The difficulties inherent in such an integrative comparison involving common-law as well as civil-law jurisdictions are often underestimated. In recent years, it has become fashionable among comparativists on both sides of the Atlantis to downplay the traditional differences between civil law and common law, i.e., the differences that existed already prior to the time when the civil-law systems were codified. Let me give you just one example of this downplaying of differences. As I have mentioned before, historical research conducted by Gorla and others has shown that during the three centuries preceding codification the decisions of courts in many continental jurisdictions were routinely reported and frequently relied upon as precedents. From this, some post-Gorla scholars have drawn the conclusion that the English common law and the continental ius commune of pre-code days were shaped in similar manner and thus were not very different from each other in their law-making methods. With due respect, I submit that such a conclusion is erroneous and dangerously apt to derail any serious comparative study. There was no court on the continent that had the dominant authority and the near-monopolistic law-making power of the Westminster courts. On the continent, judicial power was widely dispersed. The decisions of continental courts, even of the most prestigious ones, always had to compete for precedential influence with the -- frequently conflicting -- opinions of other courts, and with the -- often equally conflicting -- views of authoritative legal scholars. Thus, if one looks at the continental ius commune, its formative elements (or legal "formants," to use Professor Sacco's terminology) were radically different from those that characterized the English common law during the same period.

The "formants" peculiar to the common law shaped not only that system's principles and rules, but also the manner of reasoning of common-law lawyers. The legal education of those lawyers was furnished by the same Inns of Court whose judicial members were the principal architects of the law. Thus it is not surprising that the reasoning of all lawyers brought up in the common law became essentially institutional, taking as its normal starting point a concrete institutional event, i.e., a prior judicial decision.

Continental lawyers, on the other hand, lacking the guidance of a single, all-powerful central court, often had to struggle to find answers to doubtful legal questions in the conflicting opinions of professorial writers and of dispersed local courts. University-trained as [page 480] they were, they developed a kind of legal reasoning that was based, not on concrete institutions, but on abstract ideas.

Elsewhere, I have developed this point more elaborately.[1] For present purposes, it may suffice to say that these differences in legal reasoning and in the use of authorities, though reduced in recent years by some well-known elements of convergence, even today separate the mental attitude of a common-law lawyer from that of a civilian. Surely, this poses a difficulty for those who seek to find and to formulate the common core of modern European law.

The difficulty is enhanced by the fact that differences in the history of civil law and common law have created certain structural divergencies which have survived until now, even though they are unrelated to present-day realities. Let me give you just two examples: There is no civil-law analogue to the dichotomy between "law" and "equity" which -- in the United States even more than in England -- continues to have a significant impact on the law of remedies in Anglo-American countries. Thus it is always difficult to explain the practical consequences of that dichotomy in terms understandable to a civilian. Secondly, the institution of the Latin notariate, which is virtually universal in the civil-law world, is essentially lacking in most common-law countries. That the presence or absence of the notarial institution is important not only in terms of the organization of the legal profession, but has weighty consequences in the substantive law of contracts and of property (including matrimonial property and decedents' estates), is clear beyond doubt.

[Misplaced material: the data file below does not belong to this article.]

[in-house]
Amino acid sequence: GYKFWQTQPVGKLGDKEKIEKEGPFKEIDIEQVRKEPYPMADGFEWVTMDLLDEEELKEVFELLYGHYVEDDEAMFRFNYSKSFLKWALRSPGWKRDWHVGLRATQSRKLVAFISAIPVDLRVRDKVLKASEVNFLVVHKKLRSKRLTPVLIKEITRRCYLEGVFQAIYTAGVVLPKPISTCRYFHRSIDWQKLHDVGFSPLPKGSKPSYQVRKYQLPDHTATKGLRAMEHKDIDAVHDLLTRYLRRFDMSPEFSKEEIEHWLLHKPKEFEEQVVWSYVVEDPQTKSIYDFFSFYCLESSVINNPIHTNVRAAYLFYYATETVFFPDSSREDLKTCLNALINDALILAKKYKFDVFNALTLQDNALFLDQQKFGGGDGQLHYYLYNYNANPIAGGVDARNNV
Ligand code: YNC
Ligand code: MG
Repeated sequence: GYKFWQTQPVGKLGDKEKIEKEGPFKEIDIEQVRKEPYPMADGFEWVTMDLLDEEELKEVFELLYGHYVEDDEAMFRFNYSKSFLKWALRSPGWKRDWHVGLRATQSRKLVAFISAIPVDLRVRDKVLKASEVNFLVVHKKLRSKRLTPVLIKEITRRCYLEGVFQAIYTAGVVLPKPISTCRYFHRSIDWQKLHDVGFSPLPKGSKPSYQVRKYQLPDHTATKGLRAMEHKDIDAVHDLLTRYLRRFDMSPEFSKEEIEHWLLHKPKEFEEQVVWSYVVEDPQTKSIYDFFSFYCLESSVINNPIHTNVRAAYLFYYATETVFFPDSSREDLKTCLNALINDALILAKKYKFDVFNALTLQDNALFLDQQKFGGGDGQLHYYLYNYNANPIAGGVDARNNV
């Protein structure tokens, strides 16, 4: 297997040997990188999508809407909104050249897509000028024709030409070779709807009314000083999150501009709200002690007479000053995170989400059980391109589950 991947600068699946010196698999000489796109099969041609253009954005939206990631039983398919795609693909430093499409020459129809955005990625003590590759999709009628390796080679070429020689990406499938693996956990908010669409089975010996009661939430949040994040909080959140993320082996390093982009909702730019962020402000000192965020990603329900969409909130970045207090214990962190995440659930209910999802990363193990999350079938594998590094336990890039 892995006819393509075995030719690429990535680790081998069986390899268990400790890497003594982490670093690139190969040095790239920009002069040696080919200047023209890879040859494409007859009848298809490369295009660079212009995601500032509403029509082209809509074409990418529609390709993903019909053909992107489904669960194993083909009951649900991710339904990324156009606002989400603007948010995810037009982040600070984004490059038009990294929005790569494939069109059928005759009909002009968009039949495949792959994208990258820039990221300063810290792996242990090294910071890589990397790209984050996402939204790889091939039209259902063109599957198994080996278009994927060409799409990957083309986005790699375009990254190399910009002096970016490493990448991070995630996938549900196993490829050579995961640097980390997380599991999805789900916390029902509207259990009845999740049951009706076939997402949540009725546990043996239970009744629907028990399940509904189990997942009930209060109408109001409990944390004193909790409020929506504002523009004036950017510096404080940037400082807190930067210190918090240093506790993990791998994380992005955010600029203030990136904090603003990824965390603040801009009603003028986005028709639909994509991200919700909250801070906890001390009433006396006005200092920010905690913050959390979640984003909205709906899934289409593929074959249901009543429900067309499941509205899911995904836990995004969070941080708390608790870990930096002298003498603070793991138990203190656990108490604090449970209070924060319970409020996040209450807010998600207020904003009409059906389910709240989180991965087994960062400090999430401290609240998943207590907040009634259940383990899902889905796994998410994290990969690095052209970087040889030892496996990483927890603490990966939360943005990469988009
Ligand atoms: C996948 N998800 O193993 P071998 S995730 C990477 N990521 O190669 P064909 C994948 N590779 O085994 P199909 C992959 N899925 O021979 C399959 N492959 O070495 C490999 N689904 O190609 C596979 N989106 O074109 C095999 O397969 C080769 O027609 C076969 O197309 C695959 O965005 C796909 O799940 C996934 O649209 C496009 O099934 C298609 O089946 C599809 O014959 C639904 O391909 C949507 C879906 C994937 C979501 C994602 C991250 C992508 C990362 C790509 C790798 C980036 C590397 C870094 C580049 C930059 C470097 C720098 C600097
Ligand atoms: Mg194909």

These divergencies may well create certain obstacles to the multinational integrative comparison of civil-law and common-law systems. Nevertheless, I strongly believe that the future belongs to that kind of comparison. The obstacles can and will be overcome by legal scholars who are aware of their existence. The tools that are appropriate for that task are clearly available: All of the obstacles to which I have referred will yield to the factual method pioneered in the Cornell Common Core Project, especially if each legal system's solution of the questions thus posed is explored and determined in the light of the insights regarding legal "formants" that have more recently been developed by Professor Sacco.

I confidently expect that the Law Faculty of the University of Trento will make major contributions to these integrative scholarly endeavors, which will mark the future of Comparative law. This, needless to say, makes me doubly proud to be the recipient of a degree conferred by that distinguished institution. [page 481]


a1. Rudolf B. Schlesinger Is Professor Emeritus at Cornell Law School and Hastings College of Law, University of California. This Paper Was Delivered Upon Reception of an Honorus Causa Doctorate at the University of Trento, Italy on March 8, 1995. Rudi's Former Students and Editors of This Surprise Festschrift, Richard Buxbaum, Ugo Mattei and Edward Wise, Decided to Publish It Without Asking for Rudi's Permission, in the Belief That It Is Much More Than a Formal Acceptance Speech.

1. See Rudolf B. Schlesinger, Hans W. Baade, Mirjan R. Dama ska, & Peter Herzog, Comparative Law -- Cases, Text and Materials 295 ff. (5th ed. 1988).